There is also a number of regulations dealing with when factories will accept cattle and under what conditions, as he outlines: “I missed this 16-month deadline and my procurement manager was saying it’s about traceability, but really it isn’t. You can still trace where my animal came from and his date of birth should n’t have anything to do with traceability but that was going to be their controlling factor - and it was down to price. Last year when I was selling bulls there was only a day apart because I wasn’t able to fit all the animals into my catttle box, so I took another animal the following day. He weighed maybe 10kgs more, he graded the exact same but he was cut 30c a kilo because he just went over that carcass weight. I get hammered on those. They are the most efficient and fastest producing animals. They are still the same age as the animal beside them but you are getting heavily penalised becuase of your most efficient animal.”
And he is not a fan of the €100m BEAM scheme when it comes to compensating farmers for losses caused by Brexit.
“It’s a bit of a joke in ways. We are being told it’s compensation but to me it comes across as a payment to reduce your stock numbers which means you are guaranteed, bar prices rise, you are going to lose money,” he says
David describes the scheme as an “absolute kick in the teeth”.
If they said we are going to compensate you for a bad year and going forward what we will do is bring out a new scheme to get you to reduce and compensate you for that, but, no, they have thrown past history and the future in together and tell you we are looking after you, he says
“Our Teagasc advisor has said the best way you can look on this is a bit of money is a cheap loan. If you don’t follow the conditions you will have to pay it back in two years’ time, but at least you will have had the use of it and be in a better position in two years’ time,” says David.
With the IFA urging the Competition Authority to get involved, David feels they have a “very blinkered view on what is fair trading. We talk about Fair Trade and support it in places such as Africa and India, but we have a fair trade issue here when it comes to beef.”
And he is not very optimistic that the consumer is going to take on the price issue any time soon.
“At the moment, the consumer rowing in behind us hasn’t become fashionable. Climate change, carbon emissions and methane gasses - that is more fashionable to be spoken about,” he says.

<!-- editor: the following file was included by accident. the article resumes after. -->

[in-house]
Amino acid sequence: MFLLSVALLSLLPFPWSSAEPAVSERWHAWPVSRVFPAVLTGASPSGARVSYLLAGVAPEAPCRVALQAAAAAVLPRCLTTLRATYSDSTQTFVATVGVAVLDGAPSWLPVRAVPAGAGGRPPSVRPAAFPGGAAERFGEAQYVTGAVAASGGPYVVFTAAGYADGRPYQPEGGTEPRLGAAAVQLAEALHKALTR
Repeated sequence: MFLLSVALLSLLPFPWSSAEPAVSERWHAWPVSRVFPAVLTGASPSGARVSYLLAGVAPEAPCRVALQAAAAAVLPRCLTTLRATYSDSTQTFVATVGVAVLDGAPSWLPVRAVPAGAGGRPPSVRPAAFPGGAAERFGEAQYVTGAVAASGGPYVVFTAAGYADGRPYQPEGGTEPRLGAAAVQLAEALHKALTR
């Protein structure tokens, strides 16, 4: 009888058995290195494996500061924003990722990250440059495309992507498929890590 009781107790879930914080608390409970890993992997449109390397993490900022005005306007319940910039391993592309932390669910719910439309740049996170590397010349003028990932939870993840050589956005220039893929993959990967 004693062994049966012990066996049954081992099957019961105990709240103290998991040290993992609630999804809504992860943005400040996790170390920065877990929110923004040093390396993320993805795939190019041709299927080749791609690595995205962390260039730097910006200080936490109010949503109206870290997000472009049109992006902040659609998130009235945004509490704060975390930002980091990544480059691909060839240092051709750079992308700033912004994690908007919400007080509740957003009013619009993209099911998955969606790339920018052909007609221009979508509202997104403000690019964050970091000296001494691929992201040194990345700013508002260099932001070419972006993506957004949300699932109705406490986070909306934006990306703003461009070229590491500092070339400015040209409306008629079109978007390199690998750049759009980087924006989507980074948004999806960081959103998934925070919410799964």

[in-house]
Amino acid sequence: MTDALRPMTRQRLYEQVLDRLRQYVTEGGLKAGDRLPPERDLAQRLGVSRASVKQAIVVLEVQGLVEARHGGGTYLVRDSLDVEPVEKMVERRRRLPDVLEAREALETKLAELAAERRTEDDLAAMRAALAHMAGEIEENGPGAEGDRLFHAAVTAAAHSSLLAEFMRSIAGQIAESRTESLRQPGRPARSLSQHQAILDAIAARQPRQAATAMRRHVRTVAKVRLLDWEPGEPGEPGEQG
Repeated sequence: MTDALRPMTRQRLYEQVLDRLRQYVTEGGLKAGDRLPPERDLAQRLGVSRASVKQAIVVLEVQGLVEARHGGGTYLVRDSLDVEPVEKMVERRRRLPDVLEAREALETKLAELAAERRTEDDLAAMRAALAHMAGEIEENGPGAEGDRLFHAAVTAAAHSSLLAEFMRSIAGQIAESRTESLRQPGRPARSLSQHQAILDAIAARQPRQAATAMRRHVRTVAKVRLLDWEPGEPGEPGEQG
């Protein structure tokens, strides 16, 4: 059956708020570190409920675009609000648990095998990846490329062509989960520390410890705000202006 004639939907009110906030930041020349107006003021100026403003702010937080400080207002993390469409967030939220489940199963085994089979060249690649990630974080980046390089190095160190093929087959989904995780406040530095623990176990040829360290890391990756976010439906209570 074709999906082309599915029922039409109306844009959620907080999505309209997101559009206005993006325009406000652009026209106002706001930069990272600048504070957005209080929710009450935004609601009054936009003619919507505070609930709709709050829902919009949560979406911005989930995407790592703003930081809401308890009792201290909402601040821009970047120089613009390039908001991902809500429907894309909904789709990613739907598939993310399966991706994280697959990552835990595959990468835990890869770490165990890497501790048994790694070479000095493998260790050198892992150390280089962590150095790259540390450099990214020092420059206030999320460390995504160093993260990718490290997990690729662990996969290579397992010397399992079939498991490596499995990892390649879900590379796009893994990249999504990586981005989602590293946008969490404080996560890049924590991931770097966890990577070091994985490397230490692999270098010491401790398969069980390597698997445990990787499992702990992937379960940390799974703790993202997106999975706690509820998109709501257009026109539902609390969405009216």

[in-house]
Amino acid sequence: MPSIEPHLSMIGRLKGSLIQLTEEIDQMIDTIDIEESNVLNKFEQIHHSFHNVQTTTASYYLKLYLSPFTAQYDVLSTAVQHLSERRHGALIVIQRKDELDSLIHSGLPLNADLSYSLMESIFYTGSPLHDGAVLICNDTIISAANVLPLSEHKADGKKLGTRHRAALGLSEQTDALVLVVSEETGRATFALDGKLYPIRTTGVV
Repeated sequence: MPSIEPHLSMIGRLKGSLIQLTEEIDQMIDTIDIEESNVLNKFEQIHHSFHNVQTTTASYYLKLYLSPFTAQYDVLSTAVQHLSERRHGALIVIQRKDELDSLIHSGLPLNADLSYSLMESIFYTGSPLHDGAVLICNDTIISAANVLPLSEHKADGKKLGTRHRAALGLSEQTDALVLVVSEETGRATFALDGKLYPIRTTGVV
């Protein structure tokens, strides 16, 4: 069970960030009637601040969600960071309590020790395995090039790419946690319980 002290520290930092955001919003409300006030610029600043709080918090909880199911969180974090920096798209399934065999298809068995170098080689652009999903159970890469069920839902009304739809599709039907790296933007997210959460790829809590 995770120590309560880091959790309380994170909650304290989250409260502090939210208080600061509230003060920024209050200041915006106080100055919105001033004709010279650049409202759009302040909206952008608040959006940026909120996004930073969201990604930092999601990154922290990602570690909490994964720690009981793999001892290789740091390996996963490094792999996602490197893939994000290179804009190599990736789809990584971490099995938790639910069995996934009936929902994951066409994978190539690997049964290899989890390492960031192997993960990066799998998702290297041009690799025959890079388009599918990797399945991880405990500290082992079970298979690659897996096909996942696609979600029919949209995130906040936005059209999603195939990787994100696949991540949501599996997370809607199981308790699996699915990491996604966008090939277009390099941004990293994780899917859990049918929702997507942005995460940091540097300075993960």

And he can see the irony of Mercosur, with the EU allowing in cheap beef while we sell cheap beef to the Chinese.
“At no stage will the farmer be the beneficiary of it. I know the Mercosur deal had been pushed on the back burner for years and now, at height of climate change consciousness, we sign off on it, offering to buy beef from a country that is burning down rainforests. It’s to make money on trade deals. The little guy won’t benefit. It will be some multinational who wants to turn a dividend,” he says
Would he walk away from beef, given the chance?
“ I would just love a change, try somethig different but at the same time, I hate to burden myself with debt. It just take a lot of mental and physical effort. You worry. You say I will just tick away and try to cut things, tighten things up a bit,” he says.
Coming from a dairy farming background in Dromineer outside Nenagh, he asks: “How much more certainty is there in that enterprise as well?
Like anything, there is big investment if you are to go dairying. and if everybody jumps in to that boat it will sink or it will start taking in water, says David.
And, he says, he is at a crossroads regarding the stage his family are at, at the stage of his life and his own health.
“We have sheep, but my own family have no interest. I have two sons who have completed their Green Cert in Gurteen so they are in to farming and working for relief dairy farmers. As soon as I mention sheep they are gone out the door,” he says.